So, what to do? Seek God's face, that is the only answer I have. I find the "trick" if you will is to be in tune with myself, to learn to sense when I am receptive to the presence of God and to then capitalize on those times when they arise. And unsurprizingly, they are daily and regular. I guess I would call it "pray in the moment." I seek to practice the ever-presence of God as opposed to keeping a list of stuff to talk to Him about later. By this, I do not mean the qucik "God that's yours" in the middle of a hectic schedule. No, I am talking about taking quality time when it presents itself.

For me, the essence of prayer is not in the speaking anyway, It is in the listening. When I need God, I rely on Him to know of that need, and focus instead on being quiet and letting Him tell me what to do.

I don't pretend to have all the answers here, but I know what works for me. And, I would suggest, that it might work for more than we realize. Talking, or journaling is about me, when it is really all about God. Prayer is not a means for me to communicate to God so much as it is a means for God to communicate to me. Most of the time, that just means settling down and suddenly things are clear -- no miracle, no voice, just "Oh -- I see."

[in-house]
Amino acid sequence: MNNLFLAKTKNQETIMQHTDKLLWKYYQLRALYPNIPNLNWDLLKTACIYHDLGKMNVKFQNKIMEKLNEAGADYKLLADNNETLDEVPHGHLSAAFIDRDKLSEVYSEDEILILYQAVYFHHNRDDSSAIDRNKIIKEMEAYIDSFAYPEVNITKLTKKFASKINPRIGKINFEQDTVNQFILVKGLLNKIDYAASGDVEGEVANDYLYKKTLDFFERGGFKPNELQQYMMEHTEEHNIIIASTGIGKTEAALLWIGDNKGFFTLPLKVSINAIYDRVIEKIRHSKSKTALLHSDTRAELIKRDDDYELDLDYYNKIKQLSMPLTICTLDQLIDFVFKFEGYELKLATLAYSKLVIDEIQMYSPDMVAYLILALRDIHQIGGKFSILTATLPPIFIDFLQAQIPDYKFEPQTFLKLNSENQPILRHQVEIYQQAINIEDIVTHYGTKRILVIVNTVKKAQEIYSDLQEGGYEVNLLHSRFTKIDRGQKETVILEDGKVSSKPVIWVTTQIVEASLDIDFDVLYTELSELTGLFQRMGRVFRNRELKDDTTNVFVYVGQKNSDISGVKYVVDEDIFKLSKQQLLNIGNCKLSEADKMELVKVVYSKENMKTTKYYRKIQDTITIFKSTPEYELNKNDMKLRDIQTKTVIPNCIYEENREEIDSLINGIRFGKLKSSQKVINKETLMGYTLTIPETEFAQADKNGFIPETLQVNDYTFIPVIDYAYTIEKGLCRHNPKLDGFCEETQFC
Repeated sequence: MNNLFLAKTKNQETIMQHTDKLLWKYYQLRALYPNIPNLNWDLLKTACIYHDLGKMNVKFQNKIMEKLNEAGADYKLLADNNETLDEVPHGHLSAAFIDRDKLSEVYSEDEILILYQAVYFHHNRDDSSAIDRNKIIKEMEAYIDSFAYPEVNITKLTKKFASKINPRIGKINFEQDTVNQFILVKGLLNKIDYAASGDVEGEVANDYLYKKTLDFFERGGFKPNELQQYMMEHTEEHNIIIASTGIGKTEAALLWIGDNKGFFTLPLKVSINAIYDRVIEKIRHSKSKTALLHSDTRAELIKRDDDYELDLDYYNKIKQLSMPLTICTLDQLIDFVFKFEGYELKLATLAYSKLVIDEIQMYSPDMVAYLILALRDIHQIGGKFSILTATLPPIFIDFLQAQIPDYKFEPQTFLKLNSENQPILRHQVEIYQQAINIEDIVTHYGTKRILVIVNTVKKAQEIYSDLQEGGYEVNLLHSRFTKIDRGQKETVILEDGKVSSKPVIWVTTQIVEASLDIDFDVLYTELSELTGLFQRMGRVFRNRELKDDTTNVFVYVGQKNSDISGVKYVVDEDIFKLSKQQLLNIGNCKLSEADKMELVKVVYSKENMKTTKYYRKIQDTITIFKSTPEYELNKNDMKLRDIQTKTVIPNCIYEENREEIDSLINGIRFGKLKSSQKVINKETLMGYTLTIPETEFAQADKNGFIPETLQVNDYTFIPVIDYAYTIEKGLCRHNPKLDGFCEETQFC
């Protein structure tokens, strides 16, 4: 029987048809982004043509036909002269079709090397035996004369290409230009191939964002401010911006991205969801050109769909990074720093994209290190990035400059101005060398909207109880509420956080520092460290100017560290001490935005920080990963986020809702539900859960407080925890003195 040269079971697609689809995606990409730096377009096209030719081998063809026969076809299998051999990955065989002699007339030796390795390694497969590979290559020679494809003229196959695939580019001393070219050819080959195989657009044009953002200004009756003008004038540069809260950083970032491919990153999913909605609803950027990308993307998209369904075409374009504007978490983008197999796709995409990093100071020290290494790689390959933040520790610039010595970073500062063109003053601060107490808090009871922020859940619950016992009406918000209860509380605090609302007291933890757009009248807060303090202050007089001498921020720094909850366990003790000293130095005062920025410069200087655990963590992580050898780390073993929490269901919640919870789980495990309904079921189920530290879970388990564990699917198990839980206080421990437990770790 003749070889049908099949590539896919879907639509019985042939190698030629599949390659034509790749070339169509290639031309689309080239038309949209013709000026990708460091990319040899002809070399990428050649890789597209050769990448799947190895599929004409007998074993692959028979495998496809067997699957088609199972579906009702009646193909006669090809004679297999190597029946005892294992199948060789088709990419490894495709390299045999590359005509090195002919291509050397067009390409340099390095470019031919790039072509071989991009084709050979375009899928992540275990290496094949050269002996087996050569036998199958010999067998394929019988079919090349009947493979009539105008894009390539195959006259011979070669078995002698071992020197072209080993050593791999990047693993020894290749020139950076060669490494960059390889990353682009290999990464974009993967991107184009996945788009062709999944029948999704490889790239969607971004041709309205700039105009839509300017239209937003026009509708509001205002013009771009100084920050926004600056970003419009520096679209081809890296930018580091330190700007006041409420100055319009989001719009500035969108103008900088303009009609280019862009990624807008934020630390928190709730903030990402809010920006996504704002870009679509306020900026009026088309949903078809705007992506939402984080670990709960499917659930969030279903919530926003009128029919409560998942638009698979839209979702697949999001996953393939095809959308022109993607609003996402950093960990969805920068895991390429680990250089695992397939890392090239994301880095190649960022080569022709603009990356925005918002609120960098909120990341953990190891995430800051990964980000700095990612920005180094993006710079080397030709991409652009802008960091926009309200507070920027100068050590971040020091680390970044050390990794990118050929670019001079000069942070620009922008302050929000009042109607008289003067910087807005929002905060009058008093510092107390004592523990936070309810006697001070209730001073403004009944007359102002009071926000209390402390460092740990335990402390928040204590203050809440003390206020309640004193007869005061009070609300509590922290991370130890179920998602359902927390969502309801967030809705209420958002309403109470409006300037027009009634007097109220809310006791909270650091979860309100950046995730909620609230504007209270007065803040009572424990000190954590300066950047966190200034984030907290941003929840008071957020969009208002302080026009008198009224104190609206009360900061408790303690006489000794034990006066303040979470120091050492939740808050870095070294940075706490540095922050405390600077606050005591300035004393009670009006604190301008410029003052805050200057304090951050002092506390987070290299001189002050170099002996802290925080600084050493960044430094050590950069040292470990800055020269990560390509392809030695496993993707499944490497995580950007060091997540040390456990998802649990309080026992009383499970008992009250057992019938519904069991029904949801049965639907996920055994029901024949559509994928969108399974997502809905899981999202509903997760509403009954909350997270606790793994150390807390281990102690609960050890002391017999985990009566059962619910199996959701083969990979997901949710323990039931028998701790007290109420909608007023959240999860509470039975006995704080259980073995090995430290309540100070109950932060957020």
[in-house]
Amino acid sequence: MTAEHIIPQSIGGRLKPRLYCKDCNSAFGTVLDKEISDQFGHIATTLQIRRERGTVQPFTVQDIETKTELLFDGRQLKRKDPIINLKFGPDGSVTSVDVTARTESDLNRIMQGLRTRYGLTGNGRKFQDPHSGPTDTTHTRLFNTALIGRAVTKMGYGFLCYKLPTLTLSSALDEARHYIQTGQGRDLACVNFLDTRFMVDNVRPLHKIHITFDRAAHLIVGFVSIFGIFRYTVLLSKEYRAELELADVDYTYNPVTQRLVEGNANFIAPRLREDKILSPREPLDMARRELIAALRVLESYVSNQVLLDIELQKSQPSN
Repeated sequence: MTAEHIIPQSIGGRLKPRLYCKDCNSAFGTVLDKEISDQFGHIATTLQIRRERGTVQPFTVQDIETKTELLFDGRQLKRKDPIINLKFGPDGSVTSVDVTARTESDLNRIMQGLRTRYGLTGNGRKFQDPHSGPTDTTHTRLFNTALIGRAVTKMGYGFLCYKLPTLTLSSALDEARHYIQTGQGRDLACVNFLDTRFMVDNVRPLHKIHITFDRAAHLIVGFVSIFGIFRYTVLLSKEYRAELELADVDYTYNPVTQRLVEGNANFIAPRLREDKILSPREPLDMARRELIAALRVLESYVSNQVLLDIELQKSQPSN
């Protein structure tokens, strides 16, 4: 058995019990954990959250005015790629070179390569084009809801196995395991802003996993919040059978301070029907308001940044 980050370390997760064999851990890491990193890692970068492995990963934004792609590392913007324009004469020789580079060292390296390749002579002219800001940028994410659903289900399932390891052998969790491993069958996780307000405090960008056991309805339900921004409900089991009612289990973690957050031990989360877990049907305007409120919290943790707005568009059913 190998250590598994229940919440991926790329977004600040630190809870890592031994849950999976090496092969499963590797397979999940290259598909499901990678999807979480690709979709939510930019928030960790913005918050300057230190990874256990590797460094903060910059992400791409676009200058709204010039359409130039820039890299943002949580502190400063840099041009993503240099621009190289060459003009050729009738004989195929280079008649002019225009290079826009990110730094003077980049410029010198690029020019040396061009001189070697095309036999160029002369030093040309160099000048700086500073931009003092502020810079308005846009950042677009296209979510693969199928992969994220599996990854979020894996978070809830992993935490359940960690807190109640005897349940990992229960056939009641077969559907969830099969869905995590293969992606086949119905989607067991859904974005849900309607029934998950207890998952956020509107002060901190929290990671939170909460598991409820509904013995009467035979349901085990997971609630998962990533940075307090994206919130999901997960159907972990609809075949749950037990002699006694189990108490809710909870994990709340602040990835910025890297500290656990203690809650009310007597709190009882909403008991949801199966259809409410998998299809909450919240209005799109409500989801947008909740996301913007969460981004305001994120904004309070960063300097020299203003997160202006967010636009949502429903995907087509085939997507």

I Have Met Scrooge And He Is Us

From our friends in The UK
Children should be protected from "terrifying" Father Christmas, shielded from "alarming" pantomimes and encouraged not to send wasteful Christmas cards, a Government website has advised teachers.

When arranging Christmas parties in schools, teachers should also avoid arranging games of a competitive nature so that no child feels they have "underperformed", the website said.
This pile of politically correct nonesense can be found on something called "Teachernet" which was developed by Britain's Department of Education.

Makes you long for a religiously ambiguous Christmas doesn't it? This is no "holiday" at all.

This puts me in mind of how joyous it is to be a Christian. There truly is so much wrong in the world. Whether its the nonesense they are worried about here, or something else, there is always something wrong and there is always a source of worry. But we, as beievers, are freed of that worry and concern.

He whose birth we celebrate this season has relieved us of those burdens. What freedom there is in that fact. What joy there is in knowing that He will prevail.